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AOC’s proposed billionaires tax would spur exodus of wealthy from New York, report says

Boosting taxes on the rich to aid illegal immigrants and other New York residents excluded from coronavirus emergency federal assistance would cause an exodus of the state’s wealthiest residents, who also generate a huge chunk of the city and state’s tax base, a top business advocacy group says.

The warning shot from the Partnership for New York City comes a day after Rep. Alexandria Ocasio-Cortez and a coalition of progressive groups launched a campaign to pressure Gov. Andrew Cuomo and the Legislature for a billionaires tax they say would generate $5.5 billion.

“Stabilization of the tax revenue base to avoid further losses should be the first objective in a recovery plan … The idea of raising tax rates on the highest earners could have the effect of creating further losses.

“The top 1 percent of earners who currently account for almost 40 percent of state tax revenues are highly mobile,” the Partnership said in a report that includes recommendations on how to recover from the COVID-19 recession.

“Many relocated to other locations during the pandemic and, after five months working remotely, some may consider permanent residence outside the city or state,” the report said.

The study noted that the coronavirus outbreak caused a temporary exodus of about 5 percent of mostly wealthy city residents who decamped to second homes outside New York.

“If this pattern holds, the tax losses facing the state and city will be extended,” the business group said.

On Thursday, Ocasio-Cortez said in a video, “Governor Cuomo, we need you to pass a billionaire’s tax, in order to make sure that we’re providing for our working families. It’s time to stop protecting billionaires, and it’s time to start working for working families.”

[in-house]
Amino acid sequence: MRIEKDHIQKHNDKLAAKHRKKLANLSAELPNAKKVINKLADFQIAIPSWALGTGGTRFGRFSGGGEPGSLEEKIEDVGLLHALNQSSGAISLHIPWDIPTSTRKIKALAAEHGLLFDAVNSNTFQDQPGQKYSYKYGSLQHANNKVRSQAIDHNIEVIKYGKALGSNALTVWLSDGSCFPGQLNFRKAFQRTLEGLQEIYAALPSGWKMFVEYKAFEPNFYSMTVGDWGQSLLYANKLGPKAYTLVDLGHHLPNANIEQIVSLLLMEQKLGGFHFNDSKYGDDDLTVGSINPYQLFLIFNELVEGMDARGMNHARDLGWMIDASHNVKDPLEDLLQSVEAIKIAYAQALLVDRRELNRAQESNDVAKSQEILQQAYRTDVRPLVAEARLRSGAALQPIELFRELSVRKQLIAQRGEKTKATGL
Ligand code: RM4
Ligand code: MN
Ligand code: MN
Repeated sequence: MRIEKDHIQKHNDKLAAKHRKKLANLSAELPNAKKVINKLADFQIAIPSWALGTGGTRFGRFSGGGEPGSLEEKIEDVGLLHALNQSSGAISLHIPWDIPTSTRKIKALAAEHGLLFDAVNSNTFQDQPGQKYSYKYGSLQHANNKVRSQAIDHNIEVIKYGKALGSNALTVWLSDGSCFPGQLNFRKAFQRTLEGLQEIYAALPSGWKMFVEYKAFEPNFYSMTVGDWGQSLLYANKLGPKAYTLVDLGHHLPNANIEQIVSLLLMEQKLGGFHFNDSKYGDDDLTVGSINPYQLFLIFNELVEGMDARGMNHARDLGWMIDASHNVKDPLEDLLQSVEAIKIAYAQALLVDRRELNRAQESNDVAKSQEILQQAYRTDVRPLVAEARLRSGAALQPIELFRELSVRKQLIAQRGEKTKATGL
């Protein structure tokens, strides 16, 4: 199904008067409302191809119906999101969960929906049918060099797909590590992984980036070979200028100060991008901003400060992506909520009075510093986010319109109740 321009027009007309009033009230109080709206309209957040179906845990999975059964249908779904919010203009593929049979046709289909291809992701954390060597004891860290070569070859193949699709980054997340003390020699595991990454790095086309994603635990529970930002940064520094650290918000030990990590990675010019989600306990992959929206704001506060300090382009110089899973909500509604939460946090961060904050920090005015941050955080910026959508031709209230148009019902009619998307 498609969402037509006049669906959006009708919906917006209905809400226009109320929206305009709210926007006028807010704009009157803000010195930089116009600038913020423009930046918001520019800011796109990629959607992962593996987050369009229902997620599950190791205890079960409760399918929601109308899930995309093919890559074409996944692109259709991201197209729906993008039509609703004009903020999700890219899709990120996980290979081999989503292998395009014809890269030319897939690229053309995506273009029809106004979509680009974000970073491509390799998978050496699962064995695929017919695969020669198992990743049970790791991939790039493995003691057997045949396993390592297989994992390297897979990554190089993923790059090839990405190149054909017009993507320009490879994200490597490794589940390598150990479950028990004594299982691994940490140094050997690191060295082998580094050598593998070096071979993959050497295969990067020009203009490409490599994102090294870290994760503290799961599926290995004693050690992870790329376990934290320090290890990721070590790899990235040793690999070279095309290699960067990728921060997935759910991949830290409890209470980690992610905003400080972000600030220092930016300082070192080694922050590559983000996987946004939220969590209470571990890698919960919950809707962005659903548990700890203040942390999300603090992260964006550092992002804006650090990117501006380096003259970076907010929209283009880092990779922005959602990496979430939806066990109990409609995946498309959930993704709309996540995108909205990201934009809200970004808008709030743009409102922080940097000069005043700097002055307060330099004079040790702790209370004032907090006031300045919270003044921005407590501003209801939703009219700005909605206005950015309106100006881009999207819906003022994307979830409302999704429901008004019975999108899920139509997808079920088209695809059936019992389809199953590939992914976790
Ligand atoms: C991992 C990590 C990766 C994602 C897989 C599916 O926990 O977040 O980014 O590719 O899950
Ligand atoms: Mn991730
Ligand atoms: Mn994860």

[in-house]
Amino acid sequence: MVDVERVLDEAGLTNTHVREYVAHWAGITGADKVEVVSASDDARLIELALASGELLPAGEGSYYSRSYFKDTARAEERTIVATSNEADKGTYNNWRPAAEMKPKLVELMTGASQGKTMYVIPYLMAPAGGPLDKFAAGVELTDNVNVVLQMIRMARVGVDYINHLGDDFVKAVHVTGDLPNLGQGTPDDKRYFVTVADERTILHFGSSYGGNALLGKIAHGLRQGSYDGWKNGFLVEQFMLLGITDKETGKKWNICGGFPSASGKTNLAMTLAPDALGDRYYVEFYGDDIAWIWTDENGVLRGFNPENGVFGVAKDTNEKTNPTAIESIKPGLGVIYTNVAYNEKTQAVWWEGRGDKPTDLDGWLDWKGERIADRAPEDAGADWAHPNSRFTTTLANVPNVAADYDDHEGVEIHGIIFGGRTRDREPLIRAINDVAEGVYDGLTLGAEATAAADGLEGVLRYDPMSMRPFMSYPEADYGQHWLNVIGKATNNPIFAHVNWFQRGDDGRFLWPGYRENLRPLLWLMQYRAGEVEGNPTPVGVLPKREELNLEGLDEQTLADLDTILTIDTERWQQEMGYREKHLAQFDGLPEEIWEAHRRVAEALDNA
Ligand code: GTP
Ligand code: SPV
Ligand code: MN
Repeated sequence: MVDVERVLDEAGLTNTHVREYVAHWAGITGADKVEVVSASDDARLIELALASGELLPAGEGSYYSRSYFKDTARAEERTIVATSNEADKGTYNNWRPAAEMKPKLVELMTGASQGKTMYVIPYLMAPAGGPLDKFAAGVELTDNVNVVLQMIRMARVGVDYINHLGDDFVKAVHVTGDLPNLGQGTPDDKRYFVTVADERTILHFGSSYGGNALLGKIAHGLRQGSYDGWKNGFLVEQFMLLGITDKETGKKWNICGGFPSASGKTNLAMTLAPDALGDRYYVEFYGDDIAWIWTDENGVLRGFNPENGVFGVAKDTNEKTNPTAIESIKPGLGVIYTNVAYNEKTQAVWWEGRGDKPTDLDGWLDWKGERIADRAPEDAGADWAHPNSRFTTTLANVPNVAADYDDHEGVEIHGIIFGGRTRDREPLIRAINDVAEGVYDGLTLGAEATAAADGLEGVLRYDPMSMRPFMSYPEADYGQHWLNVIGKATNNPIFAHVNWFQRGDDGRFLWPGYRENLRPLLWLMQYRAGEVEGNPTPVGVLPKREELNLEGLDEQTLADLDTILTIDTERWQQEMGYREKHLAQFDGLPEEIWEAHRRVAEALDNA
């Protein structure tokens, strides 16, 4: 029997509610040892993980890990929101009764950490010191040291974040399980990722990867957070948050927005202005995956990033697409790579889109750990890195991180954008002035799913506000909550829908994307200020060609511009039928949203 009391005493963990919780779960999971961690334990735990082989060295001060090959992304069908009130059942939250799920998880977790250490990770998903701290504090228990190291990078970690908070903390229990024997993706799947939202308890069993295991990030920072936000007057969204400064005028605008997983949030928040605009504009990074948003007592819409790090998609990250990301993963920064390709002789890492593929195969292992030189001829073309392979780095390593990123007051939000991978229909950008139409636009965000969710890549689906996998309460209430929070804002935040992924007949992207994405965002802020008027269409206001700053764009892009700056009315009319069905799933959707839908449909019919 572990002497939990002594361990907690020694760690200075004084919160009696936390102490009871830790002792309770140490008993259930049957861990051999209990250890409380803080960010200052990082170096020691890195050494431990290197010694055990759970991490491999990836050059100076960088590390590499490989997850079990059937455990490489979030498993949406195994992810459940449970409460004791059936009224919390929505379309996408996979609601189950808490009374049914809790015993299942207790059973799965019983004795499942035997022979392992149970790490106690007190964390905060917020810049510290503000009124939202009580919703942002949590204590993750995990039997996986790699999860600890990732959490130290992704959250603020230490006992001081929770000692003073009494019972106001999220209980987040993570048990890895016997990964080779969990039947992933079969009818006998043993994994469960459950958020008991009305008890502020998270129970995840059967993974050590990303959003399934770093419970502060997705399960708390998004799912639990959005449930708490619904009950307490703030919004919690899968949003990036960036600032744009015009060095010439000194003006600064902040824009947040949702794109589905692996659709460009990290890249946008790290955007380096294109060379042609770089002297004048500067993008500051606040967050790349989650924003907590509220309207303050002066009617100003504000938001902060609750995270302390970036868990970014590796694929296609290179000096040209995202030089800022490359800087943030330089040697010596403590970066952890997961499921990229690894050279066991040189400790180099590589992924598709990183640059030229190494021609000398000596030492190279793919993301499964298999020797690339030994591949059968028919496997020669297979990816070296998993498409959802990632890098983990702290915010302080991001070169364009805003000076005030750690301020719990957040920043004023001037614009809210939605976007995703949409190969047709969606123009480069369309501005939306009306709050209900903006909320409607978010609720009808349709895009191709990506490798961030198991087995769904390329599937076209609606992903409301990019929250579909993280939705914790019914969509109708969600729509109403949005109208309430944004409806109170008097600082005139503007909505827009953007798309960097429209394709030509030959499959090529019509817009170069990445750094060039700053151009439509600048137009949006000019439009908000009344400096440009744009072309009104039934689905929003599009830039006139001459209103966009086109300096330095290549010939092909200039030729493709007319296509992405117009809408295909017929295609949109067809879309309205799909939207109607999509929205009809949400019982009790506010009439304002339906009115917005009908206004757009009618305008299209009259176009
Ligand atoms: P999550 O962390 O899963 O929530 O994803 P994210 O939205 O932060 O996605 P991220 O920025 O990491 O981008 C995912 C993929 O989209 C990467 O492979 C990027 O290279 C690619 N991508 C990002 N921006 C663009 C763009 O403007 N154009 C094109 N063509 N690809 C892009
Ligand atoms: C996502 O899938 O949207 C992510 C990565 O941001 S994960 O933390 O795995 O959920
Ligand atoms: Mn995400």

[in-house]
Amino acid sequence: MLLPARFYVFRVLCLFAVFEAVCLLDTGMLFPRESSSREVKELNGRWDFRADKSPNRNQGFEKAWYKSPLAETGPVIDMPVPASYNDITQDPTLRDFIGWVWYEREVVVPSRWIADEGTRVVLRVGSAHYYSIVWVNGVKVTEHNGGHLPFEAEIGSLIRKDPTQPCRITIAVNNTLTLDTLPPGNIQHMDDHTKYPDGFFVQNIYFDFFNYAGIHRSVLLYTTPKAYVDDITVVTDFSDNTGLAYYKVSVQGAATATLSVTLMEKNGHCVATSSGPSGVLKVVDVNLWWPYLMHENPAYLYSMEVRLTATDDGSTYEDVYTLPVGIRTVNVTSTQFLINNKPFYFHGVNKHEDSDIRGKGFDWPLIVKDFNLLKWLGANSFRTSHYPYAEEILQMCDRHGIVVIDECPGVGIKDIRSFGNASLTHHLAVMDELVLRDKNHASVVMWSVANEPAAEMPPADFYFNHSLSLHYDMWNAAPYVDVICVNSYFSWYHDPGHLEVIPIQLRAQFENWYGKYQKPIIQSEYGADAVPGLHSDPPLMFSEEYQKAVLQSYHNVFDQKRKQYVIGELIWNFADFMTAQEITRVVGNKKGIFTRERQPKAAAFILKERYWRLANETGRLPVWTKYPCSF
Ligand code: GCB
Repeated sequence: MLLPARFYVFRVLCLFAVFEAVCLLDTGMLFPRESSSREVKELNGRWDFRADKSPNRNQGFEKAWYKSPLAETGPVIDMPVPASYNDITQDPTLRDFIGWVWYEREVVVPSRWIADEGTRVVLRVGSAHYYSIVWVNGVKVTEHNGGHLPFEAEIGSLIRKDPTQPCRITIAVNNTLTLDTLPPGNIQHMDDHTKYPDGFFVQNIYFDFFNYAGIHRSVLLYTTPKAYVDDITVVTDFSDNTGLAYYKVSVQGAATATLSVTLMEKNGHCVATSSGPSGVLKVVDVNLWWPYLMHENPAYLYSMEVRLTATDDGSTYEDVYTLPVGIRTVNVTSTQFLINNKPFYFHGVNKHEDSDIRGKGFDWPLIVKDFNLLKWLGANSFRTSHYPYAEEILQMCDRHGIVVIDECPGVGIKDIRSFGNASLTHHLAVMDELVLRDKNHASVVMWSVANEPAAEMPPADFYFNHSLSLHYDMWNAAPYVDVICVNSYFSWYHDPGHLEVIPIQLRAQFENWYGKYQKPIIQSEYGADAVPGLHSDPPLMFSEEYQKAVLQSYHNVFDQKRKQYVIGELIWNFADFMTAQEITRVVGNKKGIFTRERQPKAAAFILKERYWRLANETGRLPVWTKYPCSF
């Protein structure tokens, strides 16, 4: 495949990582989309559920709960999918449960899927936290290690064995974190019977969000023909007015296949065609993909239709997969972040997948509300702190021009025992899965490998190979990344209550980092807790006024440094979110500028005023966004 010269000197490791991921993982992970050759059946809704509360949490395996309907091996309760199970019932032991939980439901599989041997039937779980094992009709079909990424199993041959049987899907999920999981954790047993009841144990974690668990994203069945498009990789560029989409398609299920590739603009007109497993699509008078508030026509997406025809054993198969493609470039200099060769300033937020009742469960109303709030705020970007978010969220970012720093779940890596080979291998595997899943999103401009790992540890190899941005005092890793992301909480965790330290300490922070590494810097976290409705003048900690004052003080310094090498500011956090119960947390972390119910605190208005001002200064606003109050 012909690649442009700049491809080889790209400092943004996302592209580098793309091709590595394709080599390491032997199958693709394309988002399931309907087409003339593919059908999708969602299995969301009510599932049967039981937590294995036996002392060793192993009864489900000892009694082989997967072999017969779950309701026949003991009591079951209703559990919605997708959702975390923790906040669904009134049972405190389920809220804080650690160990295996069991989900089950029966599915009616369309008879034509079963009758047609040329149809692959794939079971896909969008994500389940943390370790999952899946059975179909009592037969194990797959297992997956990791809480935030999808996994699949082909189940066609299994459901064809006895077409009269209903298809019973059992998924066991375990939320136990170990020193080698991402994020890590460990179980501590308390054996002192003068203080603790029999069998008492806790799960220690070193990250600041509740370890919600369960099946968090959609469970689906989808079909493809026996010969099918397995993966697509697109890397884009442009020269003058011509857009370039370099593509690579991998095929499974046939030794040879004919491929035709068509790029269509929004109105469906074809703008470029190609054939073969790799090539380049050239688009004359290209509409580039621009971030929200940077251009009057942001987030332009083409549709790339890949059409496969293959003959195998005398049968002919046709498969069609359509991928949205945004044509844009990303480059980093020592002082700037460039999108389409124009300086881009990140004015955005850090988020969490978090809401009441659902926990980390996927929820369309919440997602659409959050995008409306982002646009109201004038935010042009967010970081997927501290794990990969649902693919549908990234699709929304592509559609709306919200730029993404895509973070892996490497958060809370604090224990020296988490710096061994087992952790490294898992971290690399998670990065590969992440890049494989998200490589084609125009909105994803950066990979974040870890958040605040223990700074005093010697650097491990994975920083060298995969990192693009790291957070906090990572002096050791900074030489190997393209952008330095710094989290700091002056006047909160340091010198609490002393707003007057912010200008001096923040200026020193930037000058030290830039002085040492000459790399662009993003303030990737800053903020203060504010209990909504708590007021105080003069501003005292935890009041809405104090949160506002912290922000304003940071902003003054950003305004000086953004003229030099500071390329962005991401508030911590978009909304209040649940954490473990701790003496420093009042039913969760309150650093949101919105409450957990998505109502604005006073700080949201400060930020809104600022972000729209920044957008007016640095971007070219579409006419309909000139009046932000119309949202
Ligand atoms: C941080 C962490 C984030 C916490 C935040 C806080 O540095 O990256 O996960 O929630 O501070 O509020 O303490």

Andrew Cuomo
Matthew McDermott

New York’s 118 billionaires have increased their net worth by $44.9 billion during the pandemic, a reported cited by the Fund Excluded Workers Coalition said.

But Cuomo on Thursday rejected the tax-the-rich proposal, agreeing with the claim from businesses advocates that it would encourage flight from New York.

“If they want a tax increase, don’t make New York alone do a tax increase, then they just have the people move to Connecticut. Let the federal government pass a tax increase. And let them apply it all across the country, so you don’t hurt any one state. Because if you take people who are highly mobile, and you tax them, well then they’ll just move next door where the tax treatment is simpler. It has to be done on a federal level,” Cuomo said on a conference call with reporters.

“I’d like to see those officials demanding that Washington do what it needs to do to help New York and the other states.”

The Partnership report found that reliance on the personal income tax in the New York Metro-Region accounted for 59 percent of all revenues — compared to 38 percent nationally, 47 percent  in Connecticut and 41 percent in New Jersey.

The group instead suggested consumption and sales taxes were a more worthy target for hikes — noting New York received a lower share of revenues from those levies than other states.

But liberal critics have long complained that sales and consumption taxes are regressive measures that hurt lower-income residents who must purchase essentials such as clothes.

The report instead pushed New York officials to urge President Trump and Congress to restore the full federal allowance for state and local tax deductions (“SALT”), which costs New York’s high earner tax filers some $15 billion in additional federal taxes annually.

It also urged New York and six other regional states to reach an agreement to suspend billions of dollars in controversial tax subsidies handed out to firms to lure jobs to their their states — exemplified by the abandoned plan for Amazon to open a new headquarters in the city in exchange for $3 billion in sweeteners.

The Partnership recommended that New York pols tackle the city’s inequitable property tax system, starting with eliminating the commercial rent tax on small and medium-sized businesses, reducing the property levy on utilities that are passed long to customers, and and creating more parity in property taxes assessments between co-ops, condo and one-and-two family homes.



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